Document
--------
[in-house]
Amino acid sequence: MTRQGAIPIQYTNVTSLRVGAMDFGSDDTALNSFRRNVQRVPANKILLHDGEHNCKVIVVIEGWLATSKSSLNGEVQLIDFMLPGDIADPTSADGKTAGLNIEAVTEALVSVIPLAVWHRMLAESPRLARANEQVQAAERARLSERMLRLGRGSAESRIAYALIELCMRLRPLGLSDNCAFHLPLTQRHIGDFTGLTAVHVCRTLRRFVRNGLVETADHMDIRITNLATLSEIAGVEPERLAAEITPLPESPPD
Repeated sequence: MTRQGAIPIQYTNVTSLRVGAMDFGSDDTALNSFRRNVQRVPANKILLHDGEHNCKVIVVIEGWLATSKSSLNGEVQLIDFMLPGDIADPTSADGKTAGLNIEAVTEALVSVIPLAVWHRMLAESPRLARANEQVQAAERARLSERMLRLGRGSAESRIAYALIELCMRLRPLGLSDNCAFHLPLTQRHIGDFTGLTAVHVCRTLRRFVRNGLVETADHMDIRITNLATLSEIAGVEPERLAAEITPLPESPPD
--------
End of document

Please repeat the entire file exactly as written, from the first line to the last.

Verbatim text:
[in-house]
Amino acid sequence: MTRQGAIPIQYTNVTSLRVGAMDFGSDDTALNSFRRNVQRVPANKILLHDGEHNCKVIVVIEGWLATSKSSLNGEVQLIDFMLPGDIADPTSADGKTAGLNIEAVTEALVSVIPLAVWHRMLAESPRLARANEQVQAAERARLSERMLRLGRGSAESRIAYALIELCMRLRPLGLSDNCAFHLPLTQRHIGDFTGLTAVHVCRTLRRFVRNGLVETADHMDIRITNLATLSEIAGVEPERLAAEITPLPESPPD
Repeated sequence: MTRQGAIPIQYTNVTSLRVGAMDFGSDDTALNSFRRNVQRVPANKILLHDGEHNCKVIVVIEGWLATSKSSLNGEVQLIDFMLPGDIADPTSADGKTAGLNIEAVTEALVSVIPLAVWHRMLAESPRLARANEQVQAAERARLSERMLRLGRGSAESRIAYALIELCMRLRPLGLSDNCAFHLPLTQRHIGDFTGLTAVHVCRTLRRFVRNGLVETADHMDIRITNLATLSEIAGVEPERLAAEITPLPESPPD